Probably the most perplexing move that the Los Angeles Angels have made this off-season involves signing back of the rotation starting pitcher Joe Blanton to a 2-year, $15 million dollar deal. A quick glance over Joe Blanton‘s career numbers and there seems to be very little to write
home about a big check for.
In his career, Joe Blanton has an ERA of 4.37 and gives up an average of just under 10 hits per nine innings. His career WHIP is 1.33 while his career strikeout rate per nine innings is 6.1. His home run per nine inning rate is in the bottom 10 of the major leagues over the last two years. In other words, Joe Blanton seems to be your quintessential average-to-below-average pitcher.
Yet, there are still believers in Joe Blanton and Angels GM Jerry Dipoto must be one of them. And maybe they are onto something.
Chris Cwik showcased in the Rotographs section of Fangraphs that Joe Blanton has an exceptional ability to control the strike-zone with one of the best strikeout to walk ratios in the game over the past two years. In fact, he’s fourth under Cliff Lee, Roy Halladay and Dan Haren during that time period.
Cwik also was quick to point out that Blanton’s biggest flaw — giving up the home run — will likely be suppressed pitching in Angels Stadium as well as the AL West where stadiums like the Oakland Coliseum and SafeCo Field are places that home runs often go to die on the warning track.
Jeff Sullivan piped in on Blanton the same day:
“…last season Blanton allowed a contact rate of just over 78 percent. He allowed less frequent contact than Zack Greinke, Matt Garza, Josh Johnson, and Anibal Sanchez. Not only does Blanton pound the strike zone; it’s not that easy to put the bat on the ball.”
Sullivan also pointed out that Blanton’s velocity has actually been increasing. I will add that his strikeouts per nine innings ratio has also increased over the course of his career. From 2006-2008, Blanton was averaging 5.4 strike outs per nine innings. From 2009 to 2012 that has risen to 7.4.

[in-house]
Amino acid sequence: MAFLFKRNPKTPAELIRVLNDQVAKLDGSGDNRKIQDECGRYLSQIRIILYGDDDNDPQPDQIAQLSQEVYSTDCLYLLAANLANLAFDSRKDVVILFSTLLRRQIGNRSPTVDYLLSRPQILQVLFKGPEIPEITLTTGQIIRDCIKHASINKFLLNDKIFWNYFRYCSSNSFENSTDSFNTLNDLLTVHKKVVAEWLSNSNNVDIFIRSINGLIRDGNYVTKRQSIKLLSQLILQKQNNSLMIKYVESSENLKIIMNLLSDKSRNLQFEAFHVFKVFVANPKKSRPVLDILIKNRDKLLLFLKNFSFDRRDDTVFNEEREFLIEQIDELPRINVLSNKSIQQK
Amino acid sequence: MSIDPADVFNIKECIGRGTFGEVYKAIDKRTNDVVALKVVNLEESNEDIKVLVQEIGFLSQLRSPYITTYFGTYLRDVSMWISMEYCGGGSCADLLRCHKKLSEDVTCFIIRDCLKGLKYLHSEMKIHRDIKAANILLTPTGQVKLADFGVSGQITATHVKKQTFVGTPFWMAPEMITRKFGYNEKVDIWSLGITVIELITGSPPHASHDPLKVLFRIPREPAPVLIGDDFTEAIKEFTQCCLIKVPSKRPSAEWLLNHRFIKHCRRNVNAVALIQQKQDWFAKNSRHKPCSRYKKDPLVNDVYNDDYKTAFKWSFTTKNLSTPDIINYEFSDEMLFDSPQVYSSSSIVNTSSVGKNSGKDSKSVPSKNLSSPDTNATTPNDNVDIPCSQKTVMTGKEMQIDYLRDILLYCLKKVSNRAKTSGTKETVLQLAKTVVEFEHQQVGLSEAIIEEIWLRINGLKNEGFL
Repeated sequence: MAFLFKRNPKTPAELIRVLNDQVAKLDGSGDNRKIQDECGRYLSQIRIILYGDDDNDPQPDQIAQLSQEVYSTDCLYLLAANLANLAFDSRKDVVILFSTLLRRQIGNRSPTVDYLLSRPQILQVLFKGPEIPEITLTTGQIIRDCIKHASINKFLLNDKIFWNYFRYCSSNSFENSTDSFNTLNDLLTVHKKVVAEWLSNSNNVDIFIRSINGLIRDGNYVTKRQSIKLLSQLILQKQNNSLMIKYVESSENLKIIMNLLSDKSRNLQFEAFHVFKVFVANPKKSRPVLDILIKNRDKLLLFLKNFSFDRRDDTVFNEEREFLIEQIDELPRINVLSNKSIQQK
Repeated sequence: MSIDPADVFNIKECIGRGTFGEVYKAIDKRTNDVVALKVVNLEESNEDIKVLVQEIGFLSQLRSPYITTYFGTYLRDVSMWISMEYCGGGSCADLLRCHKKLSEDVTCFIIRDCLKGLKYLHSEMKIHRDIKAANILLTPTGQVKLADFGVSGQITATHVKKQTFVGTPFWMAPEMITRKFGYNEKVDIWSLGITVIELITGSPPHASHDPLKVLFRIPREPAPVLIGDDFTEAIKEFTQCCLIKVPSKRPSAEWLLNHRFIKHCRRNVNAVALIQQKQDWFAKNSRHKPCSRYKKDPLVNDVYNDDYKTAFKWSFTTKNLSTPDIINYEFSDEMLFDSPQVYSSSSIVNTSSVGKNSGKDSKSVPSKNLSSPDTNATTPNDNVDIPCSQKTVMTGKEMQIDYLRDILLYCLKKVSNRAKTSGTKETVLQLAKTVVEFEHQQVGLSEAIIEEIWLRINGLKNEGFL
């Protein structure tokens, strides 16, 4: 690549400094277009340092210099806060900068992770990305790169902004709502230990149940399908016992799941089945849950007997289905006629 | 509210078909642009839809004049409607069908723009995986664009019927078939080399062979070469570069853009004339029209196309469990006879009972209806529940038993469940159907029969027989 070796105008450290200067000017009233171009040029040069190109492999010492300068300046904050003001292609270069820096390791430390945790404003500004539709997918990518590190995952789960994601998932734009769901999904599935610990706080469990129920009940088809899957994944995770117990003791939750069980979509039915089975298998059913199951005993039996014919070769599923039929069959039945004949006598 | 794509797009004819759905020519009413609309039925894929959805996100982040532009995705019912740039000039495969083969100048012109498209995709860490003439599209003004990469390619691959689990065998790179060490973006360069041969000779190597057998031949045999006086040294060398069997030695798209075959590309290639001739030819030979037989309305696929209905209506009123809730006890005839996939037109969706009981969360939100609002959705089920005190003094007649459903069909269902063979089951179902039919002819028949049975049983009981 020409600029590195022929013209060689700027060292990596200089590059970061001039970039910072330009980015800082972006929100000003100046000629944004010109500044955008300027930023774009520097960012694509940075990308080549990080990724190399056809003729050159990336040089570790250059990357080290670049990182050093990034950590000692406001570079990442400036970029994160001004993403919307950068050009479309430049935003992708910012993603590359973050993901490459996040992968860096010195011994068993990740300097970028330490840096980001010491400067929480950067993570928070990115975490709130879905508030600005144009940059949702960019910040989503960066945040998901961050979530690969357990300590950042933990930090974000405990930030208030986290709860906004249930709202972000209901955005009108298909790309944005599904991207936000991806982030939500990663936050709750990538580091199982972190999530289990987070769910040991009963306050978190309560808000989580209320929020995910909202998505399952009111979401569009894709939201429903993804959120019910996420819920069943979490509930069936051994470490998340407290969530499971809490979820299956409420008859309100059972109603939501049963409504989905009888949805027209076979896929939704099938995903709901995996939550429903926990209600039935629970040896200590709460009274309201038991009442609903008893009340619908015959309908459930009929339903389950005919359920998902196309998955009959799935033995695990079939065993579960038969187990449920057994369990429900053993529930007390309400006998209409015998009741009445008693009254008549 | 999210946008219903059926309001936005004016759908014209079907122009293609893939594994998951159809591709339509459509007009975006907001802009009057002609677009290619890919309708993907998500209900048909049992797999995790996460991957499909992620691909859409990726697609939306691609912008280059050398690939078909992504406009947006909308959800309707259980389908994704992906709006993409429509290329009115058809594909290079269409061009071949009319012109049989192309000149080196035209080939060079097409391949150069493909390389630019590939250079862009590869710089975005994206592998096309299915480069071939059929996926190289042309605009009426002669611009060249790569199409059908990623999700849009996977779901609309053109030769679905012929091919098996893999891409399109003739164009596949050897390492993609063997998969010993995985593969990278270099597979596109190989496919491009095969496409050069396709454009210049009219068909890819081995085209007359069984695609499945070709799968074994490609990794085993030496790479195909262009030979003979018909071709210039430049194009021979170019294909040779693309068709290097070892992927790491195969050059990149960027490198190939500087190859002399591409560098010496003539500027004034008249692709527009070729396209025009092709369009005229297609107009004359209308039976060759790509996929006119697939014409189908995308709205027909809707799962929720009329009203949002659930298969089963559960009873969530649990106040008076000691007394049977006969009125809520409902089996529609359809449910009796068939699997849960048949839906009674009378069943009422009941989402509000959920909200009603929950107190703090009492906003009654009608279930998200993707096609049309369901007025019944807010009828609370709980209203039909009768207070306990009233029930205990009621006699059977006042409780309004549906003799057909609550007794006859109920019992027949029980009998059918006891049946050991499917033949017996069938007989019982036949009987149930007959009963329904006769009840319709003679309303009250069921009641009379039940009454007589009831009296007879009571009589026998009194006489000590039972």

Another factor that is easy to overlook in Blanton’s career numbers is the unusually large gap between his xFIP and his ERA. What can you deduce from that? That maybe Joe Blanton is better pitcher than you think and that he might be getting screwed by something (defense, luck) since FIP measures what a player’s ERA should have looked like assuming that performance on balls in play and timing were league average.
Also, Joe Blanton is durable. Since 2004, Blanton has hit the DL only three times. Once because of an abdomen strain and twice because of an elbow impingement which he tried to come back too early from.
Finally, consider the number five spot in the Angels starting rotation in the past three years they have failed to make the playoffs. They’ve consisted of the following pitchers: Scott Kazmir, Tyler Chatwood, Jerome Williams, and Garrett Richards.
We can probably assume, with very little trepidation, that Joe Blanton will be better and more consistent than any of these pitchers in 2012.
Hopefully, it’s now a little clearer why the Angels signed Joe Blanton. He won’t sell too many (or any) t-shirts but he will likely give the Angels durability and consistency at the number five spot in the rotation. Something they haven’t had in a long time.